DUCO offers concepts for both renovation and new construction projects where students and teachers can naturally enjoy a pleasant indoor climate in classrooms.
A healthy classroom with healthy students, how do you do it?
Several studies prove that the air quality in schools is not very good. Quite some schools in the UK have a poor indoor environment and poor ventilation.
Yet a fresh and healthy indoor climate should be a matter of course for every student and teacher. Because an unhealthy indoor climate has dire consequences for the health of students and teachers alike. So there is still a lot of work to be done.
What are the consequences of an unhealthy indoor climate?
- Difficulty concentrating
- Diseases leading to school absenteeism among pupils and teachers
- Poor learning performance
- Reduced productivity
- Making more mistakes
So what requirements should a healthy classroom or student room meet?
- Optimal ambient temperature
- Sufficient supply of fresh air
- Extraction of polluted air
- Good acoustics
How can we create an optimal learning and living environment?
- Better ventilation in classrooms and living units
- Using a CO2-meter in the classroom
- Increasing capacity of ventilation systems
- Use of sound absorbing materials
- Divide up classrooms in the best way possible
Good classroom acoustics can be obtained with acoustic products such as acoustically absorbent materials on walls and ceiling. But also DUCOcan help here.
In turn, an optimal ambient temperature, sufficient supply of fresh air and extraction of polluted air can be perfectly achieved thanks to a smart mix of natural ventilation and shading systems.
... a healthy indoor climate improves learning performance by up to 23%?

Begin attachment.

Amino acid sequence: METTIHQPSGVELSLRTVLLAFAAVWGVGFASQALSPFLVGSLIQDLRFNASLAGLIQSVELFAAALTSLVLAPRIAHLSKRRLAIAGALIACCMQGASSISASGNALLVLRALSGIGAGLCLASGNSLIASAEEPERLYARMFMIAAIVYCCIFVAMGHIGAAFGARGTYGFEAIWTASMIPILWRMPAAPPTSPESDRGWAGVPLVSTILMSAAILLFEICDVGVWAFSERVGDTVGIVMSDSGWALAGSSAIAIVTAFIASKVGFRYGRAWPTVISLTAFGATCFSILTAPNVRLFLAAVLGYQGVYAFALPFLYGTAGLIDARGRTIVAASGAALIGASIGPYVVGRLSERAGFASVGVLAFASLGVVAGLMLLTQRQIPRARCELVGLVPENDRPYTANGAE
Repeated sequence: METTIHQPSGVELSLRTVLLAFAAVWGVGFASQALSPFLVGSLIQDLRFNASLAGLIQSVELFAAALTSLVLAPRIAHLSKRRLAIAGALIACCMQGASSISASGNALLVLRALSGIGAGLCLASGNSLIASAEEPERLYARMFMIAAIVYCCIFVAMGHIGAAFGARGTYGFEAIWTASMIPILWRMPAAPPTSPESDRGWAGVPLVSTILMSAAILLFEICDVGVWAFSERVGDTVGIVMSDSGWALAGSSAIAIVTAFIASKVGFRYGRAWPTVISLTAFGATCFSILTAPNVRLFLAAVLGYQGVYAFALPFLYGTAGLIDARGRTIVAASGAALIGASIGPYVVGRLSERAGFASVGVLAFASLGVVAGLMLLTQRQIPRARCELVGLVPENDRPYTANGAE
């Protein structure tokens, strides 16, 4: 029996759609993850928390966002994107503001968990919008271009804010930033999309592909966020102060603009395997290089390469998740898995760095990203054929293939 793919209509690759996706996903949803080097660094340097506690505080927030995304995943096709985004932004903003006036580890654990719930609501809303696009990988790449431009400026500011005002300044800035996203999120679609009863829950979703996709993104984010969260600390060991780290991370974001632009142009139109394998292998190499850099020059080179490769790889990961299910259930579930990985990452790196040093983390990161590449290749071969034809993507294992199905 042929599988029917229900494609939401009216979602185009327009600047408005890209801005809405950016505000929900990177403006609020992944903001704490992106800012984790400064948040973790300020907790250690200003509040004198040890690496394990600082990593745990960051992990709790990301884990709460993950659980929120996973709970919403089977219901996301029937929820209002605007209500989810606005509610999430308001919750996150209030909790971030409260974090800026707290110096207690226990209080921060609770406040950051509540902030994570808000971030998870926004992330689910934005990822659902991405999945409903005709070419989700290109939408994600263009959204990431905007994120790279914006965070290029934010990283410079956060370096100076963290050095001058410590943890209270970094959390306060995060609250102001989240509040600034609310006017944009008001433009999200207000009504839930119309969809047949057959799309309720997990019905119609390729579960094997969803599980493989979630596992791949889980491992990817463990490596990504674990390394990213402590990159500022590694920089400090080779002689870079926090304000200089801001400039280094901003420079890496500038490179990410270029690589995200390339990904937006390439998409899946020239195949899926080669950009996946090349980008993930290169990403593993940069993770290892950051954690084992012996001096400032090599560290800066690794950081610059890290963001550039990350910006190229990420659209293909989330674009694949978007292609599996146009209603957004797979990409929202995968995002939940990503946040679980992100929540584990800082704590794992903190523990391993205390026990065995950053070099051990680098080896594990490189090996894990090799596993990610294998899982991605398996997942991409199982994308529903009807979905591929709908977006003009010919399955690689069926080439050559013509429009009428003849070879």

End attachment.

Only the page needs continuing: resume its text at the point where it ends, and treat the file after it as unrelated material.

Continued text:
Three pillars to ensure a healthy indoor climate in every class or student room
1. Natural ventilation
Natural ventilation means better studying. Natural basic ventilation guarantees the supply of healthy, fresh air directly through the façade. To offer a tailor-made solution for each school and each situation, it is important to sit around the table with all parties involved as soon as possible.
To this end, DUCO has its own study service and a specialised team of in-house and field staff to provide expert advice and solid support. This allows a solution to be offered that seamlessly meets the needs of the applicant and user. This in both new construction and renovation projects.
2. Purge ventilation
Purge ventilation naturally cools the school building or student housing by using high flow rates (= intensive ventilation).
With summer night ventilation via DucoGrille NightVent vents, nighttime ventilation is safe and intensive. The coolness of the night is stored in the thermal mass of the school building through purge ventilation.
Barrier Load Louvres add an aspect of protection, intensive ventilation and solar shading to student rooms or classrooms at significant heights. This type of louvres is prominently used in student accomodation, but can be adapted to suit any project.
3. Outdoor sunshades